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Alabama to opt-out of all federal pandemic unemployment relief effective June 19 — ‘Our 30-day notice that it’s time to get back to work’

Governor Kay Ivey on Monday announced that Alabama will end its participation in all federally funded pandemic unemployment compensation programs effective June 19.

This includes the Federal Pandemic Unemployment Compensation (FPUC), which provides for a supplemental $300 weekly payment to recipients of unemployment compensation.

The announcement comes after a dismal jobs report and amid Alabama businesses widely reporting the inability to fill a large number of existing job openings.

“As Alabama’s economy continues its recovery, we are hearing from more and more business owners and employers that it is increasingly difficult to find workers to fill available jobs, even though job openings are abundant,” said Ivey in a written statement. “Among other factors, increased unemployment assistance, which was meant to be a short-term relief program during emergency related shutdowns, is now contributing to a labor shortage that is compromising the continuation of our economic recovery.”

Alabama will also opt-out of the following:

  • Pandemic Unemployment Assistance (PUA), which provides benefits for those who would not usually qualify, such as the self-employed, gig workers, and part-time workers;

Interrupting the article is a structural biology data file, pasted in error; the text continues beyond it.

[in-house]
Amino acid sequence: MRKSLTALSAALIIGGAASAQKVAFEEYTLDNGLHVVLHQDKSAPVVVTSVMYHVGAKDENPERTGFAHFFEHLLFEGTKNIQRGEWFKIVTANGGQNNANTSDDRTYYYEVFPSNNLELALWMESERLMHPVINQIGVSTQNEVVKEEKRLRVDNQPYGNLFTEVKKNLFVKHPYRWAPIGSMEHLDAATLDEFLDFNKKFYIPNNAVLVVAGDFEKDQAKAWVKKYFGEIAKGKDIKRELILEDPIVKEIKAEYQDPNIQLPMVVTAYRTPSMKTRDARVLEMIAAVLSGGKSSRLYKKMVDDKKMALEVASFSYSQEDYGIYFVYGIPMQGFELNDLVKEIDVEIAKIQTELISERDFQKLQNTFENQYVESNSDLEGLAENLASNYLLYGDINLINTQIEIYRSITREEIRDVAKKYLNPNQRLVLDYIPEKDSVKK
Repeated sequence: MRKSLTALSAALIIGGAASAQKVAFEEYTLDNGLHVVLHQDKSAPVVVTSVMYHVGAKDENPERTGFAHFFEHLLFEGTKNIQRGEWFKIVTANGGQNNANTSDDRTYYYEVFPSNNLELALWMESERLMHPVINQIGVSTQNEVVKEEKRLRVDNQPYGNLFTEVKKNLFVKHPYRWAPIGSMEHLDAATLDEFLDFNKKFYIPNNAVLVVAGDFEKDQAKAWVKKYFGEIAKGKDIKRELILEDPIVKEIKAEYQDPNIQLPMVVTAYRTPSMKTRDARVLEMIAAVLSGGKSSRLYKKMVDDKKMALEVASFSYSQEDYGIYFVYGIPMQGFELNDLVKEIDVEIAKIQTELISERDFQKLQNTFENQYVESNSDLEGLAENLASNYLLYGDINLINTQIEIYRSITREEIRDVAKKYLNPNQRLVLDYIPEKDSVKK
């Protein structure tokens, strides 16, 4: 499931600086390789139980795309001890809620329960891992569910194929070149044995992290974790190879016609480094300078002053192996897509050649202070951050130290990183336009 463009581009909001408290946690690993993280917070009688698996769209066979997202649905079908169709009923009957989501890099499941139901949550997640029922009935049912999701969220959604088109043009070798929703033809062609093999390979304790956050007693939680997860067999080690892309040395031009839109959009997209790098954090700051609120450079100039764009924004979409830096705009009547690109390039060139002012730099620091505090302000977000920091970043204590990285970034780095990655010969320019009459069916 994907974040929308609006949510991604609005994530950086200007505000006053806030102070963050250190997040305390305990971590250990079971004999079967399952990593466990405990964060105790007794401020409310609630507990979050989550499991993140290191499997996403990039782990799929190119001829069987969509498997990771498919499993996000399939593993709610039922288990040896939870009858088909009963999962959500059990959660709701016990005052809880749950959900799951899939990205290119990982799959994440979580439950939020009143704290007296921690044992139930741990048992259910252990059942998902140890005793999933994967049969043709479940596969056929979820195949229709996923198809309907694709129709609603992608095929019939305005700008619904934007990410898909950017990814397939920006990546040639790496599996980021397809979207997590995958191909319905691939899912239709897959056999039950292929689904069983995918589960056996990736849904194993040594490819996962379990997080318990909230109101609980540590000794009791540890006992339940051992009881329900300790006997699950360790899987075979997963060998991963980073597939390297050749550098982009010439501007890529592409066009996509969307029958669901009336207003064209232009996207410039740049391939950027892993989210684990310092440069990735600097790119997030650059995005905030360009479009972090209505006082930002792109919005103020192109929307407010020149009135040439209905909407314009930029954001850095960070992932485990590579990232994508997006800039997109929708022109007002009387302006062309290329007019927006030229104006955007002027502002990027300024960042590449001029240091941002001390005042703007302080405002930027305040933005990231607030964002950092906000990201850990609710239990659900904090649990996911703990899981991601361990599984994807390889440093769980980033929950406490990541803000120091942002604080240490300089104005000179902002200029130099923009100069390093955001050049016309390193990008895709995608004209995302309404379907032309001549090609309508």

• Pandemic Emergency Unemployment Compensation (PEUC), which provides for an extension of benefits once regular benefits have been exhausted; and
  • Mixed Earner Unemployment Compensation (MEUC), which provides an additional $100 benefit to certain people with mixed earnings.

Any weeks filed prior to and up to June 19 and eligible under any of the federal program requirements will continue to be processed by the State of Alabama under these programs.

“Alabama has an unemployment rate of 3.8%, the lowest in the Southeast, and significantly lower than the national unemployment rate. Our Department of Labor is reporting that there are more available jobs now than prior to the pandemic. Jobs are out there,” Ivey added. “We have announced the end date of our state of emergency, there are no industry shutdowns, and daycares are operating with no restrictions. Vaccinations are available for all adults. Alabama is giving the federal government our 30-day notice that it’s time to get back to work.”

National Federation of Independent Business state director for Alabama Rosemary Elebash noted, “Our members hope that by ending these federal subsidies, people will be encouraged to return to the workforce, and businesses will have workers to meet the demand created as Governor Ivey has eased COVID-19 restrictions.”

The Alabama Department of Labor has also reinstated the work search requirement for all claimants, which was temporarily waived during the height of the pandemic. This requires all claimants to actively search for work to remain eligible for unemployment benefits.

“We have more posted job ads now than we did in either February or March 2020,” advised Alabama Labor Secretary Fitzgerald Washington. “Ads for workers in the leisure and hospitality industry are up by 73%. Overall, ads are up by nearly 40%. There are plenty of opportunities available in multiple industries in Alabama.”

Free job services are available to all Alabamians through the Alabama Career Center System, which operates 53 centers throughout the state. Services include résumé preparation, interviewing skills, job search and application assistance, vocational and educational training programs, and apprenticeship and on-the-job training programs.

Sean Ross is the editor of Yellowhammer News. You can follow him on Twitter @sean_yhn

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